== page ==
A federal judge in Texas rejected Eric Kay’s request for a new trial Tuesday, more than two months after a jury found the former Angels communications director guilty of providing counterfeit oxycodone pills that led to the overdose death of pitcher Tyler Skaggs.
In a one-paragraph order filed in U.S. District Court in Fort Worth, Judge Terry R. Means wrote that he was denying Kay’s motion “for the reasons urged by the government.”
After Kay’s legal team filed a motion last month for a judgment of acquittal and a new trial, prosecutors said the move had “no reasoned basis” and failed to show “prejudice, let alone the kind of miscarriage of justice that would warrant a new trial.”
“For almost two weeks, the jury heard how Kay dealt drugs to numerous members of the Angels’ organization, how he delivered fentanyl to [Skaggs] at a hotel … and how that fentanyl killed that young man with his boots still on his feet,” the prosecutors wrote in their response. “All of that evidence supported the jury’s guilty verdict, and it precludes the latest in a long series of maneuvers designed to escape responsibility for his crimes.”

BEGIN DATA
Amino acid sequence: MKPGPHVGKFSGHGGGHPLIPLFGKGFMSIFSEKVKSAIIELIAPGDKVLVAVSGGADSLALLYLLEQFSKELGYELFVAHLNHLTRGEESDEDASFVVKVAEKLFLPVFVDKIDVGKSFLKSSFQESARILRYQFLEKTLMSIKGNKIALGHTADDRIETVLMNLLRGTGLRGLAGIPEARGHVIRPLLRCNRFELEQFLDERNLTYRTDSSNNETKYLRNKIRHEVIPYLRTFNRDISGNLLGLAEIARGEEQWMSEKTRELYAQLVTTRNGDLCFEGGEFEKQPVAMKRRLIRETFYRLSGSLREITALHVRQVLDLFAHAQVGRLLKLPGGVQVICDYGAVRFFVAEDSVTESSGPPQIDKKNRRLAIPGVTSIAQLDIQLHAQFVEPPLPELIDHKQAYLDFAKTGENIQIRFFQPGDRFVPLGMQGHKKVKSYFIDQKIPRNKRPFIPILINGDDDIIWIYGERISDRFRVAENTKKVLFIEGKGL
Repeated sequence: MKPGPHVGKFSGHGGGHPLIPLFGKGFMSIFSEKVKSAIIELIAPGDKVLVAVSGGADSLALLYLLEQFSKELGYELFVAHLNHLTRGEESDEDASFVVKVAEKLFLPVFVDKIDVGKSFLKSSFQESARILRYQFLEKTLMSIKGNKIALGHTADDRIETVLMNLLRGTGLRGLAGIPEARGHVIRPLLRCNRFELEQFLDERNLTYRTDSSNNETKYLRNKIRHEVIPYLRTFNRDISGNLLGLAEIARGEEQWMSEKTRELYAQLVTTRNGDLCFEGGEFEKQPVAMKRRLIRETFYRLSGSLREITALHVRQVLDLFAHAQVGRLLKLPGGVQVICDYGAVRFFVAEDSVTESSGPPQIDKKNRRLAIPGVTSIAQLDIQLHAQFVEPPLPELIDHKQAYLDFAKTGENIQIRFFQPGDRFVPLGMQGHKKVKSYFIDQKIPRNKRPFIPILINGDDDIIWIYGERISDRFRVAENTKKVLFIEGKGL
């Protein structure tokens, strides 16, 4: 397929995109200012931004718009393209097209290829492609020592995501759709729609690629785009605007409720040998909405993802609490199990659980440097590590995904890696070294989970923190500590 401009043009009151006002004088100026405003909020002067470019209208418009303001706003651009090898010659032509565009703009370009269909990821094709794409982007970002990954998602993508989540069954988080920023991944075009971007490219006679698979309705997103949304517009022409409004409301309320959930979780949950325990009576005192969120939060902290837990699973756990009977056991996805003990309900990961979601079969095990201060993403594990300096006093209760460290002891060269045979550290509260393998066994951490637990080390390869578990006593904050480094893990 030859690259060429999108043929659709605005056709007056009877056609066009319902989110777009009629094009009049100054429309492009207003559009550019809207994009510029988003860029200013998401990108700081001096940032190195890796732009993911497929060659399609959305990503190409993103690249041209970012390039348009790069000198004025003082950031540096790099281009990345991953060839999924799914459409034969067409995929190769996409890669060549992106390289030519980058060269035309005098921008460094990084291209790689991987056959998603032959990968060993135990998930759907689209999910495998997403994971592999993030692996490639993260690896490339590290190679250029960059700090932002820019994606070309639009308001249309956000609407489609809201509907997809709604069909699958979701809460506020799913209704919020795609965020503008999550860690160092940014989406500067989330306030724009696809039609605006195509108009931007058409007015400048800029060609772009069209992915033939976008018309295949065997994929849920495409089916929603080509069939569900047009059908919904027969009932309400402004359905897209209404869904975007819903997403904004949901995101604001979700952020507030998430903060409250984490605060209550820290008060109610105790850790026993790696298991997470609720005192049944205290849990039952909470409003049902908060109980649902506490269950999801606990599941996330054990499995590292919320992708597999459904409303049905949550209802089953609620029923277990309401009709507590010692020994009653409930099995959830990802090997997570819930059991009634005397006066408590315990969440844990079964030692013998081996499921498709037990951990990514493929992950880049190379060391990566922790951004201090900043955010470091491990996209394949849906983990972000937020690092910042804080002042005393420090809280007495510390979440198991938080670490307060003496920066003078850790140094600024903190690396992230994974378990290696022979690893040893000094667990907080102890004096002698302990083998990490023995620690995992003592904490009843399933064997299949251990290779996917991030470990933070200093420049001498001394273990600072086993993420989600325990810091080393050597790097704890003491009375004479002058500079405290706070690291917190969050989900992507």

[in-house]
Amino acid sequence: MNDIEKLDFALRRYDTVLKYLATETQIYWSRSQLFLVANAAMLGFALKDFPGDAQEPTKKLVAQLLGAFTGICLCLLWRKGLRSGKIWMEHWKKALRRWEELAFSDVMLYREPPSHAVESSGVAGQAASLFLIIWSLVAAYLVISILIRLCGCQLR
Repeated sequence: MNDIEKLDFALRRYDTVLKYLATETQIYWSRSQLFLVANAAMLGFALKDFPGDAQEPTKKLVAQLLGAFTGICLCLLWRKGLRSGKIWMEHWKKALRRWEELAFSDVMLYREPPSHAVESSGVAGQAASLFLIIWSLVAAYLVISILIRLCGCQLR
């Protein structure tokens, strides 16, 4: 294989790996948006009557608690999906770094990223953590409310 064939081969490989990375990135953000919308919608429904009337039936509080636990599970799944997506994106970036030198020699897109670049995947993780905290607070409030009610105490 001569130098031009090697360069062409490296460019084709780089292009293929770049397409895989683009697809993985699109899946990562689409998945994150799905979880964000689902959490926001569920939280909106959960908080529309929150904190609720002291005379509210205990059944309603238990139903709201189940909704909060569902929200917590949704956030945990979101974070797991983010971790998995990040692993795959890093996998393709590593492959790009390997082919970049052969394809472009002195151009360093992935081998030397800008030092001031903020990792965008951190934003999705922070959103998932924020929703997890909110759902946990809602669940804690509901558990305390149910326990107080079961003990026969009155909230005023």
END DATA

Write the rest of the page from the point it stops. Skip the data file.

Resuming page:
Prosecutors alleged Kay distributed opioids to at least six Major League Baseball players in addition to Skaggs during a two-year period, lied to police investigating the pitcher’s death, and attempted to obtain opioids through an online auction site, OfferUp, 10 days later.
The jury deliberated less than 90 minutes in mid-February before finding Kay guilty of giving Skaggs counterfeit oxycodone pills laced with fentanyl that resulted in his death in a Texas hotel room on July 1, 2019, and conspiring since at least 2017 “to possess with the intent to distribute” both opioids.
Kay, who faces a minimum of 20 years in prison, is being held at the Federal Medical Center in Fort Worth. He is scheduled to be sentenced June 28.
Michael Molfetta, one of Kay’s attorneys, didn’t immediately respond to a request for comment Tuesday.
The defense motion for a new trial argued “there was no evidence from which any rational juror could conclude the Government had proven beyond a reasonable doubt that ‘but for’ the ingestion of a substance delivered by the Defendant, Tyler Skaggs would not have died” and that the judge didn’t properly instruct the jury.
“Finally, Kay asks for a new trial on the ground that the evidence was too thin to sustain his convictions,” the prosecutors wrote in their response. “That argument defies the reality of numerous witnesses who admitted that Kay was their drug dealer and the strong evidence that Kay delivered the fentanyl to [Skaggs] that would ultimately spell the young pitcher’s demise.”